truth the Saviour of men. " If a man love me," 
said he, " he will keep my words : and my 
Father will love him, and we will come unto 
him, and make our abode with him. ... If 
ye keep my commandments, ye shall abide in 
my love; even as I have kept my Father's 
commandments and abide in his love." 

It is our eternal refusal to follow Jesus by 
listening to the words of life that he brought, 
and our proneness to substitute something else 
in their place, that brings the barrenness that 
is so often evident in the everyday life of the 
Christian. We have been taught to believe in 
Jesus; we have not been taught to believe 
Jesus. This has resulted in a separation of 
Christianity from life. The predominating 
motive has been the saving of the soul. It has 
resulted too often in a selfish, negative, repres- 
sive, ineffective religion. As Jesus said : " And 
why call ye me, Lord, Lord, and do not the 
things which I say?" 

We are just beginning to realise at all 
adequately that it was the salvation of the life 
that he taught. When the life is redeemed to 
righteousness through the power of the in- 


dwelling God and moves out in love and in 
service for one's fellow-men, the soul is then 

A man may be a believer in Jesus for a mil- 
lion years and still be an outcast from the 
Kingdom of God and His righteousness. But 
a man can't believe Jesus, which means follow- 
ing his teachings, without coming at once into 
the Kingdom and enjoying its matchless 
blessings both here and hereafter. And if 
there is one clear-cut teaching of the Master, 
it is that the life here determines and with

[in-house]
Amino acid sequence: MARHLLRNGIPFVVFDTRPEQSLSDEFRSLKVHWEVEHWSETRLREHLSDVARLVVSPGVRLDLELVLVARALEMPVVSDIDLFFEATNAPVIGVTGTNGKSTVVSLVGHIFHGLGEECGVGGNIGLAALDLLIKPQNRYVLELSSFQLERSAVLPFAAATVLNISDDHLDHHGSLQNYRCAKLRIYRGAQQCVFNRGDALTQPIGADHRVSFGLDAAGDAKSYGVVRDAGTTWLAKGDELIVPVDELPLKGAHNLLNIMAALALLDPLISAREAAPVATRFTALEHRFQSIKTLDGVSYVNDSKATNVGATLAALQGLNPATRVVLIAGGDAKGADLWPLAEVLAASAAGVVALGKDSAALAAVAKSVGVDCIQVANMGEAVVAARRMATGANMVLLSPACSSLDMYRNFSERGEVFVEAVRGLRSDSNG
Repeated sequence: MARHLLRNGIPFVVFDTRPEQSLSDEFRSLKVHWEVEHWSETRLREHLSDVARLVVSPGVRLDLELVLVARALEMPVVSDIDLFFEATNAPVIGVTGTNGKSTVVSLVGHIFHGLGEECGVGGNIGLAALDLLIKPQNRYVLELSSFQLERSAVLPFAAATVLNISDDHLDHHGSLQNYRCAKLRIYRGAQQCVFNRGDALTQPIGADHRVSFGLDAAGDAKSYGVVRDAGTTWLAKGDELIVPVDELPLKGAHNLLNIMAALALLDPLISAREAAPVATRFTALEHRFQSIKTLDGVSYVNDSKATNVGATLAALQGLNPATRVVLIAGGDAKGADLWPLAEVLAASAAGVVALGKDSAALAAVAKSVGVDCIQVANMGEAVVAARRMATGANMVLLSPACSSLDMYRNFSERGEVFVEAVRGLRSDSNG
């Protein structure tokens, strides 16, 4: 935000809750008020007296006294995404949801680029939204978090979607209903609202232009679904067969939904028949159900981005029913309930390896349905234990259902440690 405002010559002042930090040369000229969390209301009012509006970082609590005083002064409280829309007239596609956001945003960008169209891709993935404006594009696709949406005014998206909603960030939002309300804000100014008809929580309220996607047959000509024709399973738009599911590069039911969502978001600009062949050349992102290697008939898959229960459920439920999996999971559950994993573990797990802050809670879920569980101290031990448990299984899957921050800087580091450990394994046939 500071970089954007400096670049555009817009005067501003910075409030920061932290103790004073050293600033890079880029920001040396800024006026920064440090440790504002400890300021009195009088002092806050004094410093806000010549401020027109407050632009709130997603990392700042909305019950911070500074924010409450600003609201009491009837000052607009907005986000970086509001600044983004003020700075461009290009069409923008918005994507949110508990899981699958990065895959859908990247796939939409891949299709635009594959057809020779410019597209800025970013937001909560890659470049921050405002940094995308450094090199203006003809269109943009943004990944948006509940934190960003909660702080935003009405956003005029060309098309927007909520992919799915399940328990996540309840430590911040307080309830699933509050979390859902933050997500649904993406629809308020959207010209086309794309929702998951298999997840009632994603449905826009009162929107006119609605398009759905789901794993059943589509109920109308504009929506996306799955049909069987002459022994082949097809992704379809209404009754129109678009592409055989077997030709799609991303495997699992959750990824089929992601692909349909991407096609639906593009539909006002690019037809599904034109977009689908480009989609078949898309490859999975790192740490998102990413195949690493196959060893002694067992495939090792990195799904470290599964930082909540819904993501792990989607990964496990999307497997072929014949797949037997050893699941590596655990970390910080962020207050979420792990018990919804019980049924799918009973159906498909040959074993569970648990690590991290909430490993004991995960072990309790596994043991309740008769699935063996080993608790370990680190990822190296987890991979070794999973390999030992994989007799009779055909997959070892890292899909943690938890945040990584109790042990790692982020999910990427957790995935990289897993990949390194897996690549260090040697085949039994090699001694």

absolute precision the life to come. 

One need not then concern himself with this 
or that doctrine, whether it be true or false. 
Later speculations and theories are not for 
him. Jesus' own saying applies here : " If any 
man will do his will he shall know of the doc- 
trine, whether it be of God." He enters into 
the Kingdom, the Kingdom of Heaven here 
and now; and when the time comes for him 
to pass out of this life, he goes as a joyous 
pilgrim, full of anticipation for the Kingdom 
that awaits him, and the Master's words go 
with him : " In my Father's house are many 

By thus becoming a follower of Jesus rather 
than merely a believer in Jesus, he gradually 
comes into possession of insights and powers 
that the Master taught would follow in the 


lives of those who became his followers. The 
Holy Spirit, the Divine Comforter, of which 
Jesus spoke, the Spirit of Truth, that awaits 
our bidding, will lead continually to the high- 
est truth and wisdom and insight and power. 
Kant's statement, " The other world is not 
another locality, but only another way of see- 
ing things," is closely allied to the Master's